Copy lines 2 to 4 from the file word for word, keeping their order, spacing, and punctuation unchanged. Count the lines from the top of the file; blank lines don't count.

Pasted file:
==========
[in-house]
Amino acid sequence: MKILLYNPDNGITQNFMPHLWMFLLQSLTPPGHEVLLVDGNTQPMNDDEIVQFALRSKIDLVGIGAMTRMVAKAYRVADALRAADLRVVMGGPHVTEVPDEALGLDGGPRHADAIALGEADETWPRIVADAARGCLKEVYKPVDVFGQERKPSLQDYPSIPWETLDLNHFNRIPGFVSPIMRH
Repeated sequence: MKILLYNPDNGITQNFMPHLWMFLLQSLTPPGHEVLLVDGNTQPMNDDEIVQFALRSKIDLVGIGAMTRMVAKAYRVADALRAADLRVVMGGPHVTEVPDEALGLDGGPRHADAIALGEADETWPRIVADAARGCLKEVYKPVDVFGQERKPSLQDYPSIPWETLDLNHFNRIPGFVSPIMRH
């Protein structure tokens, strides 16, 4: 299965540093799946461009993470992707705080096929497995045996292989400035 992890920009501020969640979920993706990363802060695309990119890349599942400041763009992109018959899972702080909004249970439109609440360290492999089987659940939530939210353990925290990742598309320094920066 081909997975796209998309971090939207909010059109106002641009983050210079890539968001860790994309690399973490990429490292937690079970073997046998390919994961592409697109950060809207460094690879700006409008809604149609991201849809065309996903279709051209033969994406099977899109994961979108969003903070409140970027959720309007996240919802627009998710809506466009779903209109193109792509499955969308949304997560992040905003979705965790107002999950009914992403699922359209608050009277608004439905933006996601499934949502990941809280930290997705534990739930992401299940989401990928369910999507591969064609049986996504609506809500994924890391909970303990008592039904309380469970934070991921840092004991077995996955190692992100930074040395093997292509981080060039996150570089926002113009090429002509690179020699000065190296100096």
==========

Amino acid sequence: MKILLYNPDNGITQNFMPHLWMFLLQSLTPPGHEVLLVDGNTQPMNDDEIVQFALRSKIDLVGIGAMTRMVAKAYRVADALRAADLRVVMGGPHVTEVPDEALGLDGGPRHADAIALGEADETWPRIVADAARGCLKEVYKPVDVFGQERKPSLQDYPSIPWETLDLNHFNRIPGFVSPIMRH
Repeated sequence: MKILLYNPDNGITQNFMPHLWMFLLQSLTPPGHEVLLVDGNTQPMNDDEIVQFALRSKIDLVGIGAMTRMVAKAYRVADALRAADLRVVMGGPHVTEVPDEALGLDGGPRHADAIALGEADETWPRIVADAARGCLKEVYKPVDVFGQERKPSLQDYPSIPWETLDLNHFNRIPGFVSPIMRH
């Protein structure tokens, strides 16, 4: 299965540093799946461009993470992707705080096929497995045996292989400035 992890920009501020969640979920993706990363802060695309990119890349599942400041763009992109018959899972702080909004249970439109609440360290492999089987659940939530939210353990925290990742598309320094920066 081909997975796209998309971090939207909010059109106002641009983050210079890539968001860790994309690399973490990429490292937690079970073997046998390919994961592409697109950060809207460094690879700006409008809604149609991201849809065309996903279709051209033969994406099977899109994961979108969003903070409140970027959720309007996240919802627009998710809506466009779903209109193109792509499955969308949304997560992040905003979705965790107002999950009914992403699922359209608050009277608004439905933006996601499934949502990941809280930290997705534990739930992401299940989401990928369910999507591969064609049986996504609506809500994924890391909970303990008592039904309380469970934070991921840092004991077995996955190692992100930074040395093997292509981080060039996150570089926002113009090429002509690179020699000065190296100096």